Here at Norfolk Community Foundation we believe that, together, we can all change the world on our doorstep. We support initiatives producing a demonstrable impact on local people’s lives, making Norfolk a better place for everyone. The aim is not just to help prevent crisis, but also to help people plan ahead and find their way to a more positive future in the long term.

A recent example of how our work is transforming lives in this way has been through our Surviving Winter appeal. Working with our partner, local homeless charity St Martins, we were able to provide short term accommodation to homeless and rough sleepers across Norfolk. As well as giving them a much needed break from the streets, it enabled some of the most hardened rough sleepers to access the right support and help to be able to move on to a brighter future and off the streets. In some cases such as the following, this help was literally a life saver:

Geoff’s story

Geoff, a rough sleeper in his 60s in Norwich, had moved from the streets to hostels to prison and then back to the streets again, in a vicious cycle which lasted at least 20 years. Geoff seemed to have exhausted all of his options and he was declining both physically and mentally from years of alcohol abuse and rough sleeping.

However, our funding helped to pay for a few nights’ bed and breakfast accommodation which has changed – and possibly even saved – his life. This temporary accommodation gave Geoff the stability he needed to fully engage with support services and, with help, he has now successfully detoxed from alcohol. He is now awaiting accommodation at St Martins’ dry house where he will be given daily support by specialist workers to help him to abstain from drinking and build up his confidence. Geoff feels proud of himself and shows that it is never too late for a person to accept support.

John’s story

John’s situation was extremely complicated; he has poor mental health, a learning disability and also a heroin addiction. John began sleeping in shop doorways in Norwich city centre, his drug use escalated and he became even more withdrawn, isolated and vulnerable.

Our funding enabled John to access a ‘street break’ in the form of hotel accommodation for a few nights. This opportunity enabled him to reconnect with social services and he has since moved into a long term care placement.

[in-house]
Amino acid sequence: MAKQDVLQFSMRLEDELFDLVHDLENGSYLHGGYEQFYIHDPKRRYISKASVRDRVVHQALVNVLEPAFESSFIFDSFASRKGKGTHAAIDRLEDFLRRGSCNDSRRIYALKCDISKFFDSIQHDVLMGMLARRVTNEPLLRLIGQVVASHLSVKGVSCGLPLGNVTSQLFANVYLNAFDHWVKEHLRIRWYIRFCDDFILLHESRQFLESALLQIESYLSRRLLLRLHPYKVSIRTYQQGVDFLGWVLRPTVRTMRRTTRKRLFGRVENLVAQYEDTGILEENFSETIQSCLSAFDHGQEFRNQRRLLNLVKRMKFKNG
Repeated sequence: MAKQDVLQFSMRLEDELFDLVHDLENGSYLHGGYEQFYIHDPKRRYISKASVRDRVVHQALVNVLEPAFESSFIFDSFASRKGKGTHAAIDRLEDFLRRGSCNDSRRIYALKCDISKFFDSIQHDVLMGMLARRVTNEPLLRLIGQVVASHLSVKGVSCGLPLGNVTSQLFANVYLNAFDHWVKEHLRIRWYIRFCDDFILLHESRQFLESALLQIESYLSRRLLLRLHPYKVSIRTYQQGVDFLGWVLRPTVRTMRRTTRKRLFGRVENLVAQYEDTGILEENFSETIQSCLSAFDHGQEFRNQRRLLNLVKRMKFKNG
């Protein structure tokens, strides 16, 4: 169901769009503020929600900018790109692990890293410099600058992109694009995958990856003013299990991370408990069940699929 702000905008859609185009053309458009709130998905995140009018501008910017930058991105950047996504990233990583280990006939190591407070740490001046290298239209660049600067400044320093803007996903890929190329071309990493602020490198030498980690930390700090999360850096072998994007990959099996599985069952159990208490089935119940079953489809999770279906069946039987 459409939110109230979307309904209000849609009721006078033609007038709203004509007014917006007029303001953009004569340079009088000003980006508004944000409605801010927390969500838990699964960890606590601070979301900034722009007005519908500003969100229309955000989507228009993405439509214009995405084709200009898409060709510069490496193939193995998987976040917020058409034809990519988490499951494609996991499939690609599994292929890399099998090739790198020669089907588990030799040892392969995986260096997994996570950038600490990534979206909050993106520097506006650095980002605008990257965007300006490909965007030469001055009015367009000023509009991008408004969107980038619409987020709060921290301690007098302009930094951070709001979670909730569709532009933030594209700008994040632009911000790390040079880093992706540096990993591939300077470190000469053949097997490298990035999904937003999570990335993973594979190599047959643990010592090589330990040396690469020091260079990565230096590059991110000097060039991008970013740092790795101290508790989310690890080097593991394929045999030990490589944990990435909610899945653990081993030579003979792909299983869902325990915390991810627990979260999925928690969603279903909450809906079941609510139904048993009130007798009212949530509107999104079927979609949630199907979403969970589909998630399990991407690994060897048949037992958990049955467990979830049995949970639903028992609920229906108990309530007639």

Changing lives across the county, not only in Norwich

Help to support the homeless has not just been focused on Norwich. We’ve been working together with King’s Lynn Winter Night Shelter, which provides shelter to adults who are sleeping rough on the streets of King’s Lynn over the winter period. The Shelter has been open 7 nights a week supporting 20 rough sleepers per night and catering to their immediate physical needs – shelter, food, warmth and companionship. Not only is the facility a safe haven for those sleeping rough, but support is offered to ensure single homeless people are aware of specialist support services that promote safer, healthier lifestyle choices and help them to live more independent lives.

How King’s Lynn Night Shelter helped Bill* and John* out of critical situations

Bill (not his real name) came to the night shelter having been discharged from the Queen Elizabeth Hospital, King’s Lynn. That night the police arrived asking if Bill was present as they needed to see him for welfare reasons. They were pleased to see that he was in good health and they could remove his name from their missing persons list. The next evening Bill explained to a member of staff how he had been fleeing domestic violence in the north of England. He concluded “If it wasn’t for you and the shelter, I wouldn’t be here now.”

John was living abroad when work dried up. He moved back to England to stay in a barn belonging to a friend near Colchester. The property was sold and John had to leave. He didn’t know what to do but found his way to King’s Lynn as it was at the end of the railway line. He was taken to the night shelter and stayed for three weeks. During this period, he was signposted to the Purfleet Trust, and a member of their staff took him to the job centre and helped him to sign on for benefits. He has now found his own accommodation.

It’s amazing to hear the ways in which our work is making a real difference locally, both over the long term and also by alleviating hardship in the short term. For example, Norwich Foodbank fed back this comment from someone we were able to help by providing fuel vouchers for those struggling to heat their homes last winter:

“Many thanks again for your help and support, in my time of need. Please accept my thanks from the bottom of my heart, I truly mean that, in a harsh world, there are still some guardian angels looking out for other people. I can finally have some hot water and heating on at last! You are an amazing team that can give a glimmer of hope to people who are down and out of their luck.”

Now, the Surviving Winter appeal and its impact on the homeless and other vulnerable people was only a small part of our activity over the last year. There are many more stories that you will have read about in the local press, or in our news or on our social media about how our supporters have helped to change Norfolk for the better. Please do take a look. It just shows what we can all achieve together.

Our work is only possible because we work in partnership with people who care. We know while Norfolk Community Foundation’s work touches 1 in 4 people in Norfolk, there is more to be done. To do more, we need to introduce our work to more people. Please tell our story to others you know. Inspire them to get involved, so that together we keep Norfolk shining brighter.